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11 OCTOBER 2015

David Cross: A Question of Trust (visceral and embodied experience)

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2015actions have consequencesaesthetic spectacleaffect theory • anecdote • anthropomorphismAustralian artistclaustrophobic spaces • concepts of affect • David Cross • Deakin Universitydisarmamentembodimentfeel thingshandlehold mehuman bodyhyper-sensualityinflatableinstallation sculptureintimate transaction • non visual art • phobia • playful spacepropinquitypublic artscopophiliasense of touch • sensory modalities • sensory phenomenashow (spectacle)social exchangespatial intimacytactile experienceTED Talks • TEDxDeakinUniversity • touch metrust • unguarded experience • visceral experiencevisceral journeyvisceral theorywe experience the world

CONTRIBUTOR

Simon Perkins
12 MARCH 2015

Joep Frens: To Make is to Grasp

"Joep Frens, Designer/Researcher and Assistant Professor in the 'Designing Quality in Interaction' group at Eindhoven University of Technology, the Netherlands. Joep's work explores how to design for (growing) systems and the power of 'making' as a physical way of thinking. He takes a 'hands-on' approach to design based in the research-through-design method and regularly gives workshops on cardboard modeling.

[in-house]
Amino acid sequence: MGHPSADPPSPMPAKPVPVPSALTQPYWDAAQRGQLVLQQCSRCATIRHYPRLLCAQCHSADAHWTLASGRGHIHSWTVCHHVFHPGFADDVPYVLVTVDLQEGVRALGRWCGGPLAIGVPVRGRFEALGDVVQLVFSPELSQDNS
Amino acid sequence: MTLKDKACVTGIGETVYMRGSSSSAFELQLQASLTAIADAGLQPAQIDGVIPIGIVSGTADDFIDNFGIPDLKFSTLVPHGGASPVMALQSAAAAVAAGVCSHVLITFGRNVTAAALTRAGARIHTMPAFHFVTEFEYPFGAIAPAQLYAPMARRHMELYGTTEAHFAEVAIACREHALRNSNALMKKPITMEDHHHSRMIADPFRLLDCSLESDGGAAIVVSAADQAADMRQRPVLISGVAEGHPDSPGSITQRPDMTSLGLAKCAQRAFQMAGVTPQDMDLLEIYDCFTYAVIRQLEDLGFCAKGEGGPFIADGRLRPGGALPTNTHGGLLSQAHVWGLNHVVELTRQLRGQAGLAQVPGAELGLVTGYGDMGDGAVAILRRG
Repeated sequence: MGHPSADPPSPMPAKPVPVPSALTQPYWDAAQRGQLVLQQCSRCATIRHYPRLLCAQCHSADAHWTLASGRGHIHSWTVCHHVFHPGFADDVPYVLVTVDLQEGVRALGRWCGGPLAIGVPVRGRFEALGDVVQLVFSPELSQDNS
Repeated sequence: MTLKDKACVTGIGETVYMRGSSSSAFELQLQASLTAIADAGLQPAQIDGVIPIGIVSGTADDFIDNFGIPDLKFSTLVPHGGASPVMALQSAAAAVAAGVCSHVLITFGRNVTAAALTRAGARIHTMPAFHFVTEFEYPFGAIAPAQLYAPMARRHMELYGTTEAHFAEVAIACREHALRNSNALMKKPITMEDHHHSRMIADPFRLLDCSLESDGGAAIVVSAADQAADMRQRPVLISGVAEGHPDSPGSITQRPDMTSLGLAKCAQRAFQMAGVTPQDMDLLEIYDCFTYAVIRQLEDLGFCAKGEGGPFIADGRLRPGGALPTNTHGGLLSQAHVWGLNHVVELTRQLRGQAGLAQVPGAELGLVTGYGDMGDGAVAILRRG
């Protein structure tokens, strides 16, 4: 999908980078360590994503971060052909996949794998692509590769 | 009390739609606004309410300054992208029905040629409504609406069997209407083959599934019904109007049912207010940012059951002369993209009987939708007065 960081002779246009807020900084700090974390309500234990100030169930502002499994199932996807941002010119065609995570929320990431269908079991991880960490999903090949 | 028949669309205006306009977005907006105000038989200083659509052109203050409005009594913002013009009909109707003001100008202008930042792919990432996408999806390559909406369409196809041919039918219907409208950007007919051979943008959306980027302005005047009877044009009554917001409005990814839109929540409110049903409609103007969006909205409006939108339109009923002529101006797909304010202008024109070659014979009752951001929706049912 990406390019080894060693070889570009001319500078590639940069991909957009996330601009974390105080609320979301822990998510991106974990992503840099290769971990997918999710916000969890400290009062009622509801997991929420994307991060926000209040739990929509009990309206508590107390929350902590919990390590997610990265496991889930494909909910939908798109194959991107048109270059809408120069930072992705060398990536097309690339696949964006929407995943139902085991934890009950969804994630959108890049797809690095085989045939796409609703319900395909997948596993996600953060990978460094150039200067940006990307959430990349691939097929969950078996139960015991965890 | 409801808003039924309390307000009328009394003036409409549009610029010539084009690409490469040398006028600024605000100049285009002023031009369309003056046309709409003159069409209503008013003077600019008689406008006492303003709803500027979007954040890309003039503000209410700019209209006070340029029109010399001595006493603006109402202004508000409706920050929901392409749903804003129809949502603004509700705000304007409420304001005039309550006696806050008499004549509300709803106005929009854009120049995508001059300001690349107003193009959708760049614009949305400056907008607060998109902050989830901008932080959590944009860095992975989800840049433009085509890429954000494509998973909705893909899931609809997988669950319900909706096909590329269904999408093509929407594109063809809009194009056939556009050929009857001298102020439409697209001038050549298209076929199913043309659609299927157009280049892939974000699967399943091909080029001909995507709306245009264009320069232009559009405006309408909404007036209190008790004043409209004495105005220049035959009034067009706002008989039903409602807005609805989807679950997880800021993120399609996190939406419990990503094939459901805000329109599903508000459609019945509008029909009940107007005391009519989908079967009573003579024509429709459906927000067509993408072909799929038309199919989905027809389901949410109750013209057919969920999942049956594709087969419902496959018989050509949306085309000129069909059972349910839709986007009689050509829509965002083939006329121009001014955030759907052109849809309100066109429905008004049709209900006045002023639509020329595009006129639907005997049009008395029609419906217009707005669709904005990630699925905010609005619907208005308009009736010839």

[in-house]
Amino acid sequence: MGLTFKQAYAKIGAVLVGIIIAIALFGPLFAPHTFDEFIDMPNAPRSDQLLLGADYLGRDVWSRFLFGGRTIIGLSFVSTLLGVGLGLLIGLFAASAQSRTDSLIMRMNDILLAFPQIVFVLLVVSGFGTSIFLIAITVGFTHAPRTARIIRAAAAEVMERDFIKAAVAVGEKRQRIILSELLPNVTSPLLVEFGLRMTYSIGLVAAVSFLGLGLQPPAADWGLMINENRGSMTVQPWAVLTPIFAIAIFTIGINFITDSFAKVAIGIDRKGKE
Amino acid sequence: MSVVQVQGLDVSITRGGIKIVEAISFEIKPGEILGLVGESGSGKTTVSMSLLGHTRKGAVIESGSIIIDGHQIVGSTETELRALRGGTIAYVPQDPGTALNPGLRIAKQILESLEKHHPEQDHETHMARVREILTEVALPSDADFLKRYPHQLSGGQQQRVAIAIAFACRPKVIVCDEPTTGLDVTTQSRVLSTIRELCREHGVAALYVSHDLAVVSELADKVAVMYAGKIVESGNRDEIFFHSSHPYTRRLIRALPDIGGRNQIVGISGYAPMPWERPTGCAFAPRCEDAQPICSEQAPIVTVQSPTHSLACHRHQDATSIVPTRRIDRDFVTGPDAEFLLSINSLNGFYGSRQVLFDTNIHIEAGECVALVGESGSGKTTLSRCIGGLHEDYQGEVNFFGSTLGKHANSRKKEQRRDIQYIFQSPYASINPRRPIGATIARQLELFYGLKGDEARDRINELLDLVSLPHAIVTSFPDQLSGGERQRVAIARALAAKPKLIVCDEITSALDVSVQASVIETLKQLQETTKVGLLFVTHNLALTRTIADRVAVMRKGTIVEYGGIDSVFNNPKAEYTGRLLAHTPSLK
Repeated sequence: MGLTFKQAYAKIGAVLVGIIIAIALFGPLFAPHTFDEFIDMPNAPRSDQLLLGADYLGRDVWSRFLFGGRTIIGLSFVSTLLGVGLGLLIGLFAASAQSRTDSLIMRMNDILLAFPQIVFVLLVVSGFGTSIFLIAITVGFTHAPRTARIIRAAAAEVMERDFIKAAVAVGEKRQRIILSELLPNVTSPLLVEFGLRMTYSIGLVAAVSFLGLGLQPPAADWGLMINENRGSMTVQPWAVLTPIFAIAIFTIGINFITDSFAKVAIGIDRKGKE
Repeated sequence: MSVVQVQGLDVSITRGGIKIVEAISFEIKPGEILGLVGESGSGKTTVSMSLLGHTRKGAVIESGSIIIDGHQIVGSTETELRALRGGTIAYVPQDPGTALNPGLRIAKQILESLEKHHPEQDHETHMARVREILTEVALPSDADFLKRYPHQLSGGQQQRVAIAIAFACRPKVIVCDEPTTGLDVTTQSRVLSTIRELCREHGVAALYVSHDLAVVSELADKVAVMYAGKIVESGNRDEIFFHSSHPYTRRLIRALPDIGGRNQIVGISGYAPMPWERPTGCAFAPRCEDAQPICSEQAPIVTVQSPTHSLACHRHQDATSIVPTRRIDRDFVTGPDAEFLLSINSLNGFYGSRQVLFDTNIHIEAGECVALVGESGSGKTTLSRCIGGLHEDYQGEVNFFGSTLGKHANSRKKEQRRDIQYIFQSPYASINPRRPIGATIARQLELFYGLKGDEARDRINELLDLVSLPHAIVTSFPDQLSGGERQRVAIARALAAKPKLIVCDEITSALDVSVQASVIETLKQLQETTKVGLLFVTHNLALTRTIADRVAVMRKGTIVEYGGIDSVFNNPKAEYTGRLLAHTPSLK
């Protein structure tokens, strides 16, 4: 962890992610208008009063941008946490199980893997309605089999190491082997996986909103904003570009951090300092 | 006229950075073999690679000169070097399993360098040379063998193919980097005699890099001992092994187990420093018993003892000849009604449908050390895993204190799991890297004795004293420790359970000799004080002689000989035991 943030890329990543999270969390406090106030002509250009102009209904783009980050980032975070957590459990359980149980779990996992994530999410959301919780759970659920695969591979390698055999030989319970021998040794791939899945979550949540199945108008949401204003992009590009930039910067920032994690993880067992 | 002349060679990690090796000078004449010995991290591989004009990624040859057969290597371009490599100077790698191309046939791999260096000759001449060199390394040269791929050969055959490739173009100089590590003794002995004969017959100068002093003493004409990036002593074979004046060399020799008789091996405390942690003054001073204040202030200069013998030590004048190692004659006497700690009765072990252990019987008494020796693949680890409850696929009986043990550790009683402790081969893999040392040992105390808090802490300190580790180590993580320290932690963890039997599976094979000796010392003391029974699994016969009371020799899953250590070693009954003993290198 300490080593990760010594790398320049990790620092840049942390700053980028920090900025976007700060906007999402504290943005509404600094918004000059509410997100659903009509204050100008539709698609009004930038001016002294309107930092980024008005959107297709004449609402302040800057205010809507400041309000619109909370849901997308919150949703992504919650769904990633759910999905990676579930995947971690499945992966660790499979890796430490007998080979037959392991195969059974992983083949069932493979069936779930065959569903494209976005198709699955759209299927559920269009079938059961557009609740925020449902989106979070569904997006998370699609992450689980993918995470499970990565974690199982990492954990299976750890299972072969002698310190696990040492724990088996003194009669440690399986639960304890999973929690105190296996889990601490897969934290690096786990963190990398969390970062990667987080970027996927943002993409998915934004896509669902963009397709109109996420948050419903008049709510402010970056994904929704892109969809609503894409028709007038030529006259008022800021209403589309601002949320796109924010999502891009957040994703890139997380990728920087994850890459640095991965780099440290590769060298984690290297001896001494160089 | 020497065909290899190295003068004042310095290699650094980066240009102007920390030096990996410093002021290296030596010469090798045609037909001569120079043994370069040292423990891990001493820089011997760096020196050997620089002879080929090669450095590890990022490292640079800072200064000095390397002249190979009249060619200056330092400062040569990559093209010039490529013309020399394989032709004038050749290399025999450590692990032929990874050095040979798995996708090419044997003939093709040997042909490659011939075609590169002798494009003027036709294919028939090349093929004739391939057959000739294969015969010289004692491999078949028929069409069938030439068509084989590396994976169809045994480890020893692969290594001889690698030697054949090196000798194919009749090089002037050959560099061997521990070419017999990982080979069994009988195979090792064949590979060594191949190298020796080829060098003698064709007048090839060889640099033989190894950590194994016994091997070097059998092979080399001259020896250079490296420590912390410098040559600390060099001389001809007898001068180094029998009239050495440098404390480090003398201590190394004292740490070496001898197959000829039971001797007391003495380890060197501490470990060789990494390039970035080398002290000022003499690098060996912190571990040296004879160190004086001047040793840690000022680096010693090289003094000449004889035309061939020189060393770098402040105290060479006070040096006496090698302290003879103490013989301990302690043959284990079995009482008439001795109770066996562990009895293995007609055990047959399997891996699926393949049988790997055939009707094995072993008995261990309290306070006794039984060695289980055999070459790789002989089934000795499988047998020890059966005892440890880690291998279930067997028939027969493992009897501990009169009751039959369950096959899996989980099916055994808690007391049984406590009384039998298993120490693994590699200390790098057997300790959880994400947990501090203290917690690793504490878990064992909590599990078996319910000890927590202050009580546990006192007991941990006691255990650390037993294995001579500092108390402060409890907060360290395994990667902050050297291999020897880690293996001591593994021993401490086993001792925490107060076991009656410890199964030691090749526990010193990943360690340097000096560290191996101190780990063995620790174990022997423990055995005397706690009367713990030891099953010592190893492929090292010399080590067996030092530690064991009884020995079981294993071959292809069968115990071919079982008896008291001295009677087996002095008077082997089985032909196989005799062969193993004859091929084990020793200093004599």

Joep is a designer/researcher from the Netherlands. He holds a master degree in Industrial Design Engineering from Delft University of Technology and a doctoral degree from Eindhoven University of Technology on a thesis called: 'Designing for Rich Interaction: Integrating Form, Interaction, and Function' (2006). Currently he is assistant professor in the 'Designing Quality in Interaction' group at the same university. He teaches several courses at bachelor and master level and supervises several PhD students.